#471 Comparative Effectiveness between Laminectomy with Fusion and Laminoplasty for the Treatment of Multilevel Cervical Spondylotic Myelopathy
Value and Outcomes in Spine Surgery
Poster Presented by: H. Gould
H. Gould (1)
C. Haines (1)
E. Hu (1)
J. Miller (1)
R. Xiao (1)
T. Mroz (1)
D. Moore (1)
(1) Cleveland Clinic, Cleveland, OH, United States
Introduction: The optimal management of multilevel cervical spondylotic myelopathy (CSM) remains unknown. Both laminectomy with fusion and laminoplasty have been demonstrated to offer a clinical benefit in small retrospective investigations. However, given the cost of spinal fusion, laminoplasty may represent a more cost-effective alternative that is equally efficacious.
Methods: A retrospective cohort study was conducted among patients undergoing cervical decompression for the treatment of multilevel CSM. The EQ-5D, PDQ, and PHQ-9 instruments were prospectively-collected between 2008 and 2015. These instruments served as measures of overall quality of life (QOL), pain-related disability, and depression. Postoperative QOL improvement exceeding the EQ-5D minimum clinically important difference (MCID) was the primary outcome. Secondary outcomes included the total surgical episode of care cost, PDQ MCID, and PHQ-9 MCID.
The surgical episode of care was defined in three periods: 30 days prior to admission, the index admission, and discharge to 365 days after admission. To present costs from the payer's perspective, costs were normalized to national Medicare reimbursement and presented in 2014 USD. Unpaired continuous and categorical data were compared via Wilcoxon rank-sum and Fisher's exact tests, while paired data were compared with Wilcoxon signed-rank tests. Multivariable logistic and log-transformed linear regression were used to model EQ-5D MCID and total episode of care costs.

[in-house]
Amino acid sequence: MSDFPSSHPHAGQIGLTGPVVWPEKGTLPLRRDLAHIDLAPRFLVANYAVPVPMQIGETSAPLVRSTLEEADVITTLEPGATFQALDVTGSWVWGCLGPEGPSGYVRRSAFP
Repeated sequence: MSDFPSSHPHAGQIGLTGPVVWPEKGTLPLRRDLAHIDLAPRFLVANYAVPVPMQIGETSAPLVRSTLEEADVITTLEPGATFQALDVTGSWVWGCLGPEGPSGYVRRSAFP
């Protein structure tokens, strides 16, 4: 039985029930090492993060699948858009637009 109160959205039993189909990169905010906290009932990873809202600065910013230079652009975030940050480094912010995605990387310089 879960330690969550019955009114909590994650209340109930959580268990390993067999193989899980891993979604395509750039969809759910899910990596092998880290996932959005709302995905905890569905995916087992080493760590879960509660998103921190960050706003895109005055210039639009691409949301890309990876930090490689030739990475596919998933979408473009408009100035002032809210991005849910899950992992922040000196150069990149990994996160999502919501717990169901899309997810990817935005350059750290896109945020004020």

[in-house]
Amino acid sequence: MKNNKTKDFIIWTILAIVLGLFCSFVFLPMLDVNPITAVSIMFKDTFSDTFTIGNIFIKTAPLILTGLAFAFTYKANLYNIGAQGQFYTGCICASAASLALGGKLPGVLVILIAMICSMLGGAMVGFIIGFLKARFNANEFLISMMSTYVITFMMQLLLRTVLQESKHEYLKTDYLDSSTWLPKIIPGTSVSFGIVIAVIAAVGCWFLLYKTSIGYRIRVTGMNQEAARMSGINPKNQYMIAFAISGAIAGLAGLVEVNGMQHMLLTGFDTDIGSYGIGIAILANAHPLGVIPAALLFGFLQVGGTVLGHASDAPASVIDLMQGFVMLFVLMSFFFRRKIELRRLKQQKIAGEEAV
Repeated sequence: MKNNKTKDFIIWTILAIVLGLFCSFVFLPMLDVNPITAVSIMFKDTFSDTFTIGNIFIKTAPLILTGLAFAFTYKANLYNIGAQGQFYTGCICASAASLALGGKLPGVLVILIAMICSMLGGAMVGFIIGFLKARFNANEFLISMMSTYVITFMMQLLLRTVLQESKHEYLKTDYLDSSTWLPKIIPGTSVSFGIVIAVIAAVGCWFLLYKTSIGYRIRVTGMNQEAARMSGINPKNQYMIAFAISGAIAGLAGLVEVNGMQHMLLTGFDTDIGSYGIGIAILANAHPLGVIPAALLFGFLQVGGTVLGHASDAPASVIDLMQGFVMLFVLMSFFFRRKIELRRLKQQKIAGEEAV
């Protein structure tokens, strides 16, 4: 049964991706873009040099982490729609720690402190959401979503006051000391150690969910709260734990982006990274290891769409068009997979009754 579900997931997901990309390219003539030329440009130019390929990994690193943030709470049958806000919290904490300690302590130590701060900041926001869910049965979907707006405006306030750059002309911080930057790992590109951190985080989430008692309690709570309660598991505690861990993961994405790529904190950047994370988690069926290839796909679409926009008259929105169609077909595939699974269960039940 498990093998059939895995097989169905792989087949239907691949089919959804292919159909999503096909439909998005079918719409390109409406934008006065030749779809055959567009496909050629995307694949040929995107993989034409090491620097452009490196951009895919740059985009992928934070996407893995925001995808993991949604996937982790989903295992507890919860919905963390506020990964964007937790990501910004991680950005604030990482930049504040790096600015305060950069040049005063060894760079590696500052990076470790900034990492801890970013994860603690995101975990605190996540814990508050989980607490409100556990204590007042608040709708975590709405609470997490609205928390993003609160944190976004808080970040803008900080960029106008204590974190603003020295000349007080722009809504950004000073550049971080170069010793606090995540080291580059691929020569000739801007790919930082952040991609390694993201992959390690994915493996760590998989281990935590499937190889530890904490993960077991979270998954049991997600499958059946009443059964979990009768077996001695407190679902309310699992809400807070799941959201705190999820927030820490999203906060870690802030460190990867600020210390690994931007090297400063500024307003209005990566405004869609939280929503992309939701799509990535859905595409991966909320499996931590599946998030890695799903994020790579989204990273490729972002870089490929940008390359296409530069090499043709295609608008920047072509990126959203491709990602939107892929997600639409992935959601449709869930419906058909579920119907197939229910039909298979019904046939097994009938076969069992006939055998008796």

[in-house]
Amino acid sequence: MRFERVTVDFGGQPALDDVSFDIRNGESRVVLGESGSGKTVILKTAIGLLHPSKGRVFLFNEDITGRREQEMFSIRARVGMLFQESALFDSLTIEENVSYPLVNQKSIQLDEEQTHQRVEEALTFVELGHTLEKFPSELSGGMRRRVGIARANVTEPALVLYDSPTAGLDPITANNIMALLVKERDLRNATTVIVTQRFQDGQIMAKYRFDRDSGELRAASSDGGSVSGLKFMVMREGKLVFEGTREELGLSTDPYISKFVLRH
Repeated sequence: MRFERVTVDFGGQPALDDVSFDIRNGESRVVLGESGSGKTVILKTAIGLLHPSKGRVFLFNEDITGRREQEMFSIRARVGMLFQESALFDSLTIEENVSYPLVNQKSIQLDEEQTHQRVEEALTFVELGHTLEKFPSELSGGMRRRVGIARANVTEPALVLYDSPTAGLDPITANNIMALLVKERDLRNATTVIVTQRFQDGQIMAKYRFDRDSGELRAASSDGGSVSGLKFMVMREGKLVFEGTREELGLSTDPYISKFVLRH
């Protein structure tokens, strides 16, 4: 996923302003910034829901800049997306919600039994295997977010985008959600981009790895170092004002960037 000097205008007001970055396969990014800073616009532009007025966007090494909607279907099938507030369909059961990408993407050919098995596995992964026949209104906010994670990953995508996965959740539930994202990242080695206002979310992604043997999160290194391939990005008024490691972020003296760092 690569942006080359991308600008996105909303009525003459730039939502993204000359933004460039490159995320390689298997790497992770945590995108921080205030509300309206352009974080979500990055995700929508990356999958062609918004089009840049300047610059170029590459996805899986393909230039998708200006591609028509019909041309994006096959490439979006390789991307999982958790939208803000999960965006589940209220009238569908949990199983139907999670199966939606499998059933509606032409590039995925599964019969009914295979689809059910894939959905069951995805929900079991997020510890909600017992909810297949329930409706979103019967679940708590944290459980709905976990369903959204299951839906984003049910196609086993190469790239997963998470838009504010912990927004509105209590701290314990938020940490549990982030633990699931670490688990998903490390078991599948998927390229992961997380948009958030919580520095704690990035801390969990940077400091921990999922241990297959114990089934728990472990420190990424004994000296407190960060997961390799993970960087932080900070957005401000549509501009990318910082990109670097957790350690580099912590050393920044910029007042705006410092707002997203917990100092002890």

Results: 186 patients were eligible for inclusion; among these, 142 (76%) underwent laminectomy with fusion, while 44 (24%) underwent laminoplasty. No significant differences in demographic or comorbid characteristics were observed. Preoperatively, the mean EQ-5D index was marginally greater in the laminoplasty cohort (0.530 vs. 0.581, p=0.17). Similarly, mean EQ-5D perceived health (41 vs. 50, p=0.06), PHQ-9 (4.7 vs. 2.9, p=0.20), and total PDQ (41 vs. 31, p=0.47) demonstrated poorer preoperative QOL in the laminectomy cohort. Within 30 days prior to admission, median disease-specific costs were not significantly different between cohorts ($818 vs. $716, p=0.21). However, median costs for the index admission were significantly greater among patients undergoing laminectomy ($25,888 vs. $19,427, p< 0.001).
Postoperatively, mean EQ-5D index improved to 0.592 (p=0.02) and 0.664 (p=0.01) in the laminectomy and laminoplasty cohorts, respectively. The proportion of patients achieving an EQ-5D MCID did not significantly differ between cohorts (36% vs. 30%, p=0.47). Following multivariable logistic regression, surgical type was not significantly associated with EQ-5D MCID (laminectomy vs. laminoplasty: OR 0.86, p=0.70). In the period following discharge, costs were not significantly different between cohorts ($3,450 vs. $3,424, p=0.46). However, total episode of care costs were greater in the laminectomy with fusion cohort ($34,718 vs. $25,260, p< 0.001). Following multivariable linear regression, total episode of care costs remained significantly greater in the laminectomy cohort (β = 0.572, p< 0.001), corresponding to a mean difference of $16,392.
Conclusions: Poorer preoperative QOL was observed among patients undergoing laminectomy with fusion relative to laminoplasty, and therefore these populations may differ with respect to expected surgical benefit. However, the proportion of patients achieving a clinically-relevant QOL improvement did not significantly differ, suggesting similar efficacy. After controlling for differences in baseline characteristics, laminoplasty appeared to be more cost-effective relative to laminectomy with fusion.